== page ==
We define SMiShing as “the act of using mobile phone text messages (SMS) to lure victims into immediate action such as downloading mobile malware, visiting a malicious website or calling a fraudulent phone number.” SMiShing messages are usually crafted to elicit an immediate action from the target, requiring them to hand over personally identifying information and account details. They will often do so by using fear or greed based terminology such as “impending account suspension,” “fraudulent account activity detected,” or by offering some type of award or discount.
SMiShing attacks are rapidly growing in popularity. According to a 2014 Annual Threat Report from Cloudmark, the incidence of SMiShing in the U.S. more than tripled in September 2014. The report further identified that one in four unsolicited SMS messages reported in 2014 attempted to steal the victim’s personal or financial information. The rise in this threat vector can be attributed to several factors. First and most obvious is the widespread use of smartphones. Second, there has been a dramatic increase in the reliance on mobile applications to pay bills and conduct business transactions. Lastly, the adaptation of online two factor authentication has created an authentic layer of trust for messages delivered to smartphones, making it difficult for the average user to decipher a real “enter this verification code before it expires” from an “act now” message.
Due to the fact that more and more users are conducting banking transactions through smart phones, many SMiShing messages claim to be from a financial institution. Many users won’t think twice before acting when they receive a message from their bank. Attackers will use legitimate sounding verbiage and even some branding to assist their pretext.
Figure 1 is an example of a typical SMiShing attack.
Image via Numbercop
Financial Institution Example
In early 2015, a widespread SMiShing attack was sent in bursts to hundreds of thousands of mobile users in the Houston area with varying bank affiliations including Bank of America, Fifth Third Bank and Susquehanna bank. The SMS messages informed recipients of a problem with their bank account and urged them to call a supplied number to follow the automated prompt in order to validate credit card account information. When a user dialed the number, they would reach an automated robo-prompt requesting account details.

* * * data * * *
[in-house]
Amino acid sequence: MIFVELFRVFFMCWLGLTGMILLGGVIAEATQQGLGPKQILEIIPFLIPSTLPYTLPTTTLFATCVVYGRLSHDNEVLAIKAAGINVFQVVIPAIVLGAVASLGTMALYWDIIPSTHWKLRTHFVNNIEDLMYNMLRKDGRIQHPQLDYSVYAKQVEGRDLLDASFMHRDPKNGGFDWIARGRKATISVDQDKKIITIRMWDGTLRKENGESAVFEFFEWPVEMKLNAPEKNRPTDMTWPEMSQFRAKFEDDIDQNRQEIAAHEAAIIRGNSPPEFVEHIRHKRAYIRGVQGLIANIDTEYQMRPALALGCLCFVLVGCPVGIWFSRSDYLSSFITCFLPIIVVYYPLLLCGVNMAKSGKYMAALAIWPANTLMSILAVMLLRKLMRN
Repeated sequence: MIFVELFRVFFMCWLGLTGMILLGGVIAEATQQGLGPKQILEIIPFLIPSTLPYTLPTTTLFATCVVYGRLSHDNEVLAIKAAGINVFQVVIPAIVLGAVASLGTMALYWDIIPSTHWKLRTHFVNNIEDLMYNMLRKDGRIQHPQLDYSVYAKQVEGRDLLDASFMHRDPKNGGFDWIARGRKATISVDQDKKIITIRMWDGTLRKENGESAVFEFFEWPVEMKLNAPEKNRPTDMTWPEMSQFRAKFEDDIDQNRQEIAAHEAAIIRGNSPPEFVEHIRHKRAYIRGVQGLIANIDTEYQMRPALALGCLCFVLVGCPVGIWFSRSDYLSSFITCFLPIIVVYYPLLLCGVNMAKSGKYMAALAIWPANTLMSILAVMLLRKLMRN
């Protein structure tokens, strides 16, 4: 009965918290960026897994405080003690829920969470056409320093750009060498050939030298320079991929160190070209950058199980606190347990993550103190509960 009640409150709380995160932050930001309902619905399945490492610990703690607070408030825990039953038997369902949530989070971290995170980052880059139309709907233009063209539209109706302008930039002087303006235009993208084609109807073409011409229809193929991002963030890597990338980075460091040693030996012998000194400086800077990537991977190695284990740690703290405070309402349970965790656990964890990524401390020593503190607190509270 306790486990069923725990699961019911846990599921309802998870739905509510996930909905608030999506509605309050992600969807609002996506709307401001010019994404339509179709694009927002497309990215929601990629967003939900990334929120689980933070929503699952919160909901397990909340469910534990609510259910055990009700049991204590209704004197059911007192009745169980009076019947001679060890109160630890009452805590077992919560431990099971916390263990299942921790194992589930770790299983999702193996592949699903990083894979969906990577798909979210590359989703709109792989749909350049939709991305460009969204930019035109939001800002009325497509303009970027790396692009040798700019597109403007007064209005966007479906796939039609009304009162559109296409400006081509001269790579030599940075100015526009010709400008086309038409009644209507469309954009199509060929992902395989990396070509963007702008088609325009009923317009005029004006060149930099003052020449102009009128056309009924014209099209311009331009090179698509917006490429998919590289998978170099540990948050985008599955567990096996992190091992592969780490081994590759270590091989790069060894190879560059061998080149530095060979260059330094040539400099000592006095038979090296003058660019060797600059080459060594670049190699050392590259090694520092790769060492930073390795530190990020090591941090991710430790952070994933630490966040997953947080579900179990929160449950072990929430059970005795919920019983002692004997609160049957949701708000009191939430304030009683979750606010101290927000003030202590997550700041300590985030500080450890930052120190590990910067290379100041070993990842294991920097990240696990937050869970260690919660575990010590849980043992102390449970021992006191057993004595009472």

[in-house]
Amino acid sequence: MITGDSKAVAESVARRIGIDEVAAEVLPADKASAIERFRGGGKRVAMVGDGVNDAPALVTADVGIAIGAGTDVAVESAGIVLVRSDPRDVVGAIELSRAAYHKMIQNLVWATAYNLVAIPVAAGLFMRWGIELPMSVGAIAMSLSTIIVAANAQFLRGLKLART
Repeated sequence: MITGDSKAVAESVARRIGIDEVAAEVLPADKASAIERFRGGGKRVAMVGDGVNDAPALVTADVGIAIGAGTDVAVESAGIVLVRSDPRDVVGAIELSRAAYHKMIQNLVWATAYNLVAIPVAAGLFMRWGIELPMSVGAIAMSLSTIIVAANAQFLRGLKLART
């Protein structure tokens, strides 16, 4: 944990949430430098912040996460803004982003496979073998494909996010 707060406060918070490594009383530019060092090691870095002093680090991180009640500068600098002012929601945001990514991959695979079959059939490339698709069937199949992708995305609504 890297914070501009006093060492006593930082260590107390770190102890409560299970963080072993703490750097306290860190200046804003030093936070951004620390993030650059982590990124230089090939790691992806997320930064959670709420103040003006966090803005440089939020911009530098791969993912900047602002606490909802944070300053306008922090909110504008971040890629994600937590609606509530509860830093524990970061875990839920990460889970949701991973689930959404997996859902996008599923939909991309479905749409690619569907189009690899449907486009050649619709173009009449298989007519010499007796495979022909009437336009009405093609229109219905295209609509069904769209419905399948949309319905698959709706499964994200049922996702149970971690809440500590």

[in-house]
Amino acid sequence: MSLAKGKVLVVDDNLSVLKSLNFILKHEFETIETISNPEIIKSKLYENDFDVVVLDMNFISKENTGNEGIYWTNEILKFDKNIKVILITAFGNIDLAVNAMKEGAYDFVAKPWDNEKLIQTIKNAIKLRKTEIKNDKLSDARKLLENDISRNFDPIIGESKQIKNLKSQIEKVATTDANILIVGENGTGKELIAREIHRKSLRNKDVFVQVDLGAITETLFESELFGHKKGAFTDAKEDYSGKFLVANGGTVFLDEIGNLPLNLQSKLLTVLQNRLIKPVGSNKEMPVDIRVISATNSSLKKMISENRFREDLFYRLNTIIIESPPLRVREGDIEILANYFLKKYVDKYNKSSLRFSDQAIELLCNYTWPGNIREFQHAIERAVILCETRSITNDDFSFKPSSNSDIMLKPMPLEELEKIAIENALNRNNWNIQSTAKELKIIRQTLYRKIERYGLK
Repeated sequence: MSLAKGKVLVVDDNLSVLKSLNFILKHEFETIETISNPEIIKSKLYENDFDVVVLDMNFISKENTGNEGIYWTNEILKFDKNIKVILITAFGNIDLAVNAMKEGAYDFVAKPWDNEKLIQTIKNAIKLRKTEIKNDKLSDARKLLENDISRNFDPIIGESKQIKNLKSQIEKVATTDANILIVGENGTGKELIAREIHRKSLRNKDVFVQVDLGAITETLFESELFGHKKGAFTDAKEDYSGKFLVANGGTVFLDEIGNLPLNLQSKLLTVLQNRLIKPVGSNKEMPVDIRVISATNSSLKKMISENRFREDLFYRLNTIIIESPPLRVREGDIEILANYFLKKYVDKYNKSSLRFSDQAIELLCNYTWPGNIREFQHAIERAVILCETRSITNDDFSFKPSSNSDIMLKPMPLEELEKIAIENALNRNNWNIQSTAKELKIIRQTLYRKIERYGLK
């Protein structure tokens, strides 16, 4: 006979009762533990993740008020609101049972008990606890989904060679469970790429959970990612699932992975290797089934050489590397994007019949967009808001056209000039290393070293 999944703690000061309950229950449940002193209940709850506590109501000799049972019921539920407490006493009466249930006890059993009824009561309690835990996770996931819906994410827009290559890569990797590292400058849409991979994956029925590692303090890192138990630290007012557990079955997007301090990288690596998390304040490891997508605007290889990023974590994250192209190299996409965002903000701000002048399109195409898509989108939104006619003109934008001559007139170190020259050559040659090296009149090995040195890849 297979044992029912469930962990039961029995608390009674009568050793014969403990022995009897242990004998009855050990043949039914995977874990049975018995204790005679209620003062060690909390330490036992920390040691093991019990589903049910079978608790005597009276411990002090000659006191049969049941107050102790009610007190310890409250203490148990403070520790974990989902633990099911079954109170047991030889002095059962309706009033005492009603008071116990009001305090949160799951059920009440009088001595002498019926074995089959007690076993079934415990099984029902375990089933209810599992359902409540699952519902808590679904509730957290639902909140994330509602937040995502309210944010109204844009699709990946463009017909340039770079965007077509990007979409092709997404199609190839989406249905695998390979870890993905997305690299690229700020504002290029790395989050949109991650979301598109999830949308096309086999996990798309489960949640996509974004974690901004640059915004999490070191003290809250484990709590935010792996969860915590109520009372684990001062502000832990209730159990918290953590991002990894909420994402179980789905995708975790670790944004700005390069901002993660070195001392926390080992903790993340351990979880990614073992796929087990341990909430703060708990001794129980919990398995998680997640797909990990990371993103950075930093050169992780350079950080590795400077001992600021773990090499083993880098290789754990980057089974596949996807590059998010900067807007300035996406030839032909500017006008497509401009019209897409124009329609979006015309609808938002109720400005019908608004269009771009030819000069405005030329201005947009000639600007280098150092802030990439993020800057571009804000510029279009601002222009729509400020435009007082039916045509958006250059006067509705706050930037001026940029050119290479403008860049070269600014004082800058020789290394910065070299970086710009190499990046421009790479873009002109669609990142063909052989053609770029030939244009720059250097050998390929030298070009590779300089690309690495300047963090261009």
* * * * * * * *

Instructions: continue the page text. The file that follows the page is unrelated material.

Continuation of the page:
An interesting note about this widespread seemingly random attack: it was actually quite targeted. Security researchers later revealed that attackers used geo-targeting by area code to pursue SMSishing targets in the Houston area. The phone number victims were dialing actually belonged to a Holiday Inn Express in Houston, but at the time, calls were being routed to the automated robo-prompt designed to obtain credentials. A sample of an automated prompt that has been associated with SMiShing attacks can be found here.
While SMiShing attackers certainly favor posing as financial institutions, SMiShing attacks are not limited to the banking sector. In 2015 alone, phone spam research group NUMBERCOP has reported on a vast array of SMiShing messages sent on behalf of telecommunications and tech companies such as Verizon, AT&T, Apple and T-Mobile which both drove traffic to adult sites and included a vast number of account takeover attempts. SMiShing attacks targeted at carriers that involve account takeover attempts usually cast a smaller net by grouping SMS targets into 25 or less users. The preferred method for these type of attacks includes driving users to well known phishing sites.
Equipment Needed for SMiShing
SMiShing is attractive to attackers since it is a low-cost attack. A VOIP server, a burner cell phone and a spoofing method are all that are needed in order to send targeted text messages.
With applications such as BurnerApp and SpoofCard, it is easy and also very inexpensive to purchase a spoofed number to text from.
Protecting Users Against SMiShing Attacks
The best way to educate users against SMiShing attacks is by conducting simulated attacks as part of your security awareness and training program. This provides the opportunity to train an individual how to respond to and prevent future threats.
Simulated attacks can lead to educational pages that allow the moment an employee behaves badly to be a teachable moment.